New research shows that working men and women in poor urban settlements across Bangladesh often fail to meet the wellbeing needs that they prioritise. Looking across ten key areas of wellbeing, the study (conducted by a partnership of the Institute of Development Studies in collaboration with BRAC University and ActionAid Bangladesh) explores informal worker perspectives on what it means to live well in the city. It investigates issues that are not commonly addressed in urban poverty policy debates, such as social relations, empowerment and dignity.
The study finds that on most wellbeing domains, very small proportions of respondents are thriving. Whereas there are only small differences in prioritisation between women and men, levels of achievement on these priorities regularly vary for these groups. Across sites, people are satisfied with physical access to the dwelling, settlement, and their workplace. However, access to affordable drinking water, medical facilities, and in some cases latrines, is a serious unmet need.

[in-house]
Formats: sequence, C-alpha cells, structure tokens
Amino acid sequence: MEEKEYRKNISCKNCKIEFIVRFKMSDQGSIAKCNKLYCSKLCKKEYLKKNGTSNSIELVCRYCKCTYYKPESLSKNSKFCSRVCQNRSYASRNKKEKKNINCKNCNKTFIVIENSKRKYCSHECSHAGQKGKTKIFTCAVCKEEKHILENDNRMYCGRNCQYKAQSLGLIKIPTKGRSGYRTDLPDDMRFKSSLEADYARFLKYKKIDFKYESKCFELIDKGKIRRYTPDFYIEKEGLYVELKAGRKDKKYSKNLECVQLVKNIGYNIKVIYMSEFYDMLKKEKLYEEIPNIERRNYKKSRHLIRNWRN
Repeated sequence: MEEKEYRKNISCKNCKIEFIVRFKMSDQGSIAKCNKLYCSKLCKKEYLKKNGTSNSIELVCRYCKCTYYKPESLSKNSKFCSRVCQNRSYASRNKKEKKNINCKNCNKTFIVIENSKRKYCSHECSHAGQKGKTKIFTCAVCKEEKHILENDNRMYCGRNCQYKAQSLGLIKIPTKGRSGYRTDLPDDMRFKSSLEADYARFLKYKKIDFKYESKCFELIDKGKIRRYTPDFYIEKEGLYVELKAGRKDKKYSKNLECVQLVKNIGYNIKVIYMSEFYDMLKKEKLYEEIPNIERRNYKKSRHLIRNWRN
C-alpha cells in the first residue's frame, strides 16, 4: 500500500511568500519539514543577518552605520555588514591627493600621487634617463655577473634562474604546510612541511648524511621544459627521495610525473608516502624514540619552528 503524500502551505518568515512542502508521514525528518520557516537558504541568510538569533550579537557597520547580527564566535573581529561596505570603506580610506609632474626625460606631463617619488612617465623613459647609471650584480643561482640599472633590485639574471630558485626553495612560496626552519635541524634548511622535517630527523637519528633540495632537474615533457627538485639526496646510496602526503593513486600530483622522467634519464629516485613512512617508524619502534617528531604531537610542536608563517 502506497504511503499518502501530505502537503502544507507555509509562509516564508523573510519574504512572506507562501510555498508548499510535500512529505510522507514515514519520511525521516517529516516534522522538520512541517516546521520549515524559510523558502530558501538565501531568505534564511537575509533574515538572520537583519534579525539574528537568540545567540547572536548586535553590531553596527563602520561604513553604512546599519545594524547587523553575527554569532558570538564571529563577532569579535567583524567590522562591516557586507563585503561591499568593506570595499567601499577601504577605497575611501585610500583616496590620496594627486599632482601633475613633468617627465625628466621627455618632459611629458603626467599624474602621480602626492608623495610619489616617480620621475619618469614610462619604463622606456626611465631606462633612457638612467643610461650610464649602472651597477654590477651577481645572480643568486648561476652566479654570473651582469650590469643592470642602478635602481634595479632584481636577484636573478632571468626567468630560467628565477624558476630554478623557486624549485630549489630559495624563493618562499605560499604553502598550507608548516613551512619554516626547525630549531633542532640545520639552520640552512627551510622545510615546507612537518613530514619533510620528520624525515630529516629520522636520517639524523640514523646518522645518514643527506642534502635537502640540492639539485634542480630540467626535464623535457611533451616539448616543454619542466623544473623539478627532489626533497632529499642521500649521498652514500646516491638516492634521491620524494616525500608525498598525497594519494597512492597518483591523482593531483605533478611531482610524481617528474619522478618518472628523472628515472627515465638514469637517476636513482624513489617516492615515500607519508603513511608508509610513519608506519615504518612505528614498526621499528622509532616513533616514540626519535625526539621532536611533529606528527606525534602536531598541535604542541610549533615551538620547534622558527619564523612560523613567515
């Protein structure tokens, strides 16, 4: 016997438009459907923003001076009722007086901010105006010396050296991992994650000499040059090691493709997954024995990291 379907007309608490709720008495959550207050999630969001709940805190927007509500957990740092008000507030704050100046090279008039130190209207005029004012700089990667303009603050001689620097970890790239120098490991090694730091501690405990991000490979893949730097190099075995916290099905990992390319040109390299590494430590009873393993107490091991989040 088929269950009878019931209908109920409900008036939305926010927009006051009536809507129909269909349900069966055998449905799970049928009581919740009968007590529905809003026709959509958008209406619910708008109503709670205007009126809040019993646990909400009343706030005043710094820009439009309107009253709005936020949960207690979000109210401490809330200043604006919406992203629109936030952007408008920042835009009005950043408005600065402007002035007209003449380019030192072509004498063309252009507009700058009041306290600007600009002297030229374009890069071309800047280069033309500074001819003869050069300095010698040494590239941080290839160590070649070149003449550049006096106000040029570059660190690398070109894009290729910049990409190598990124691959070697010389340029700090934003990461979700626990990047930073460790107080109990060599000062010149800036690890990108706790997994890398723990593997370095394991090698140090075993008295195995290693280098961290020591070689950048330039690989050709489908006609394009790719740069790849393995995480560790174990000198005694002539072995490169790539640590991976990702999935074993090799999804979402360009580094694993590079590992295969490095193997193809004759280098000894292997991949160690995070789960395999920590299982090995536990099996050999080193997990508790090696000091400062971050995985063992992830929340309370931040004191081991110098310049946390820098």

Overall, wellbeing priorities vary between sites, reflecting their specific urban environments, and this suggests the need for urban policies and programmes to be highly sensitive to context. The study also notes the absence of such policy, and limited government providing public services to these urban poor communities.
Action Aid Bangladesh. Failing the Urban Poor: applying a wellbeing approach to understand urban poverty. Action Aid Bangladesh, Dhaka, Bangladesh (2015) 6 pp.